Monthly Archives: June 2011

Mistaken Lords

I am currently reading a new book on political prisoners in early Australia, Tony Moore, Death or Liberty: Rebels and Radicals transported to Australia, 1788-1868 (2010).

It’s a big book, full of rollicking stories about those convicts who were transported to Australia for political crimes.  They were only a small proportion of the total number of convicts, a couple of thousand at most out of 160,000 over 80 years, but their stories are interesting, the writing is engaging, and there is a new generation of readers for whom these stories will be new.

Hogarth, The Judges

William Hogarth, The Judges (1758), from Wikimedia Commons

But one thing has bothered me, which is perhaps why my promised book review is late.  Moore begins the book with the story of a group of Edinburgh radicals who became known as the ‘Scottish martyrs’.  The French Revolution had begun in 1789, and by the early 1790s, everyone was edgy.  Louis XVI was executed in January 1793.  In this heightened atmosphere, the group were tried for sedition.  The judge who sentenced them to transportation was a man whom Moore calls ‘Lord Henry Dundas’.  In fact, the name of the judge was Henry Dundas, Lord Melville.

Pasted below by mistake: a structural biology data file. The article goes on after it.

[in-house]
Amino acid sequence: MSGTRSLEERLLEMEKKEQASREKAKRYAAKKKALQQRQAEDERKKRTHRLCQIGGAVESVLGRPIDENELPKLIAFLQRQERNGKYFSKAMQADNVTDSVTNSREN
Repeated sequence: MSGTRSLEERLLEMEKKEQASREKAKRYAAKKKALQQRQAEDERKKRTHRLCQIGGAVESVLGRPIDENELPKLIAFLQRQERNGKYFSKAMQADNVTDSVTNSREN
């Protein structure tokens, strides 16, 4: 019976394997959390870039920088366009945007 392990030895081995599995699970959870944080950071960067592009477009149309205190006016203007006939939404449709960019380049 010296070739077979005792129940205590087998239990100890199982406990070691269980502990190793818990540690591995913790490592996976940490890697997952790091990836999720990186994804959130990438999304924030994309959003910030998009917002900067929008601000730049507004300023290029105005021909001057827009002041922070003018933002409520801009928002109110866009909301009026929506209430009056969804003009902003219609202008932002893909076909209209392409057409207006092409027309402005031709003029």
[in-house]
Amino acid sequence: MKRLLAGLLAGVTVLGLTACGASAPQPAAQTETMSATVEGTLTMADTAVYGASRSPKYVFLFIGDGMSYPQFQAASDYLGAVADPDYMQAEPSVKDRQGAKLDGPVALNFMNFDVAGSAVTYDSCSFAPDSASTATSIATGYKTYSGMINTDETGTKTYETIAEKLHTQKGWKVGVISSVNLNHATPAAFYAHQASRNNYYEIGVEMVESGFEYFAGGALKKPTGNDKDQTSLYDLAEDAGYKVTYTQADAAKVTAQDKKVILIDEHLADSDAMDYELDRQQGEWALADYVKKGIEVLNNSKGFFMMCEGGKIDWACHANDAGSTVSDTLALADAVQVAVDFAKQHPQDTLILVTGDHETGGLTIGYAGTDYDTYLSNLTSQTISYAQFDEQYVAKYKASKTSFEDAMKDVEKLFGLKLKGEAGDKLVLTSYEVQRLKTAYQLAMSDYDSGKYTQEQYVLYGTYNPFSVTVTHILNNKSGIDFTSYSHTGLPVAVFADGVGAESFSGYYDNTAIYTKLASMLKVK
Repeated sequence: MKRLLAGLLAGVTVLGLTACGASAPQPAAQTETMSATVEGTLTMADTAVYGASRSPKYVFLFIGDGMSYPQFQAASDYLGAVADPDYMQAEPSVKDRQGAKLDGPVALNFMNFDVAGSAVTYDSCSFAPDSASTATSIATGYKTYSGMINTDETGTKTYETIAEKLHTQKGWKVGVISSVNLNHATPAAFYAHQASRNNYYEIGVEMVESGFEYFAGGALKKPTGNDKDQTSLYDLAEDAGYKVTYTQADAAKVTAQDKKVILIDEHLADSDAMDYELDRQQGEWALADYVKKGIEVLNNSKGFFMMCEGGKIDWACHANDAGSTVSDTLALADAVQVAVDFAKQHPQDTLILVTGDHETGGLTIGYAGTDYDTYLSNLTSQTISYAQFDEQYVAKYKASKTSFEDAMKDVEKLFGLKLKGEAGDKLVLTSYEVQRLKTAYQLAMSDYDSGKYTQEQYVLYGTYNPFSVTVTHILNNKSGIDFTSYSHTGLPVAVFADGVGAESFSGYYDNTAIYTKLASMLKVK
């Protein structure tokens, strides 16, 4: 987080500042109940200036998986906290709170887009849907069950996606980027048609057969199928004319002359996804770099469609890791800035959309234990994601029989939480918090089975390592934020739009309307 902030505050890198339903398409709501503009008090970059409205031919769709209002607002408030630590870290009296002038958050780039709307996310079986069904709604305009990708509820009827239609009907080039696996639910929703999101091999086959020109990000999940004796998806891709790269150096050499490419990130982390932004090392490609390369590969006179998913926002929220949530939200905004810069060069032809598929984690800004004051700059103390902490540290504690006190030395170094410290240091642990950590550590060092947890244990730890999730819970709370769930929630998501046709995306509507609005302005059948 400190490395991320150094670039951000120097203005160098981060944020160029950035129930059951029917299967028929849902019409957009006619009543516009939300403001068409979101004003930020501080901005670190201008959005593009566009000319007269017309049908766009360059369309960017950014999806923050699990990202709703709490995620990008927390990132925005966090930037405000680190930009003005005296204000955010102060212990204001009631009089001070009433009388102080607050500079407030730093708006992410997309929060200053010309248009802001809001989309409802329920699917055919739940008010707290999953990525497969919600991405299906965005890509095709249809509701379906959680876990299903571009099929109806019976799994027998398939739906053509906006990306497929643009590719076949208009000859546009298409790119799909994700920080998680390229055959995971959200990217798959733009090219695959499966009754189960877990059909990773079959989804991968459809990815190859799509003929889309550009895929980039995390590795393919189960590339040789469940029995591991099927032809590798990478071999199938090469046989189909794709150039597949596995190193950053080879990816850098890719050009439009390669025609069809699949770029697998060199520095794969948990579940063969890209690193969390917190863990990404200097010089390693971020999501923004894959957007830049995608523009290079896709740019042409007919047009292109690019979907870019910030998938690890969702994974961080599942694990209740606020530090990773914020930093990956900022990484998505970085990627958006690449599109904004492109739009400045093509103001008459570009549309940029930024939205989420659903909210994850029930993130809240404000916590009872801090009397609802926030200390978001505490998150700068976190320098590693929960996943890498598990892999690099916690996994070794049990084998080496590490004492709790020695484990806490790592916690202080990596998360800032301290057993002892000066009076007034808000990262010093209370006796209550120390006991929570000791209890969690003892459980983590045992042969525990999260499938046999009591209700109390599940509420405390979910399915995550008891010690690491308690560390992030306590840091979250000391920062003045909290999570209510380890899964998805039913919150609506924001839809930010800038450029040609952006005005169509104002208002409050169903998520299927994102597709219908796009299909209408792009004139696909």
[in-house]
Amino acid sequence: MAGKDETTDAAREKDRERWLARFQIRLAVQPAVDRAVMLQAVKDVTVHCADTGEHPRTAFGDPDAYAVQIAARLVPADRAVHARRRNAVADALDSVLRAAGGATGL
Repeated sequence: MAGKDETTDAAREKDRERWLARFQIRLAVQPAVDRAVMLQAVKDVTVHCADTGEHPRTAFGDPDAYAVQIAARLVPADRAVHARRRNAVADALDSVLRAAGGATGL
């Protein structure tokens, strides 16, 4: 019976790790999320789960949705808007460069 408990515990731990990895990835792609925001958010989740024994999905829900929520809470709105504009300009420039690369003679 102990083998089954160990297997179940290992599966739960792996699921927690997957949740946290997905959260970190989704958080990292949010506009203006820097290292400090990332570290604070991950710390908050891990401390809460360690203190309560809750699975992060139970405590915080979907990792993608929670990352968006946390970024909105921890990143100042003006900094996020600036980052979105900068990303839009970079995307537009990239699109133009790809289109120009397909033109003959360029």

As it happens, I’ve worked a bit in late 18th century Scottish history, so I’m one of the very few historians of Australia who would either know or care that there was no Lord Henry Dundas.  It’s an utterly trivial mistake, especially as Death or Liberty is about Australia, not Scotland.  In fact I’m a bit worried about why I am worried.  Getting preoccupied by it feels a bit like entering Gulliver’s Travels, where a Lilliputian war broke out between the big-endians and the little-endians over which way to crack open their boiled eggs.

Perhaps it’s because Lord Monckton, ‘climate change sceptic’, is in the country at the moment, that I’m preoccupied by titles.  Lord Monckton has been his usual controversial self, and the media has lapped it up, with serious articles about whether he is a ‘real’ Lord (yes), whether he sits in the House of Lords (no), if not, why not (see below), and how he should be addressed (not Lord Christopher Monckton, see below).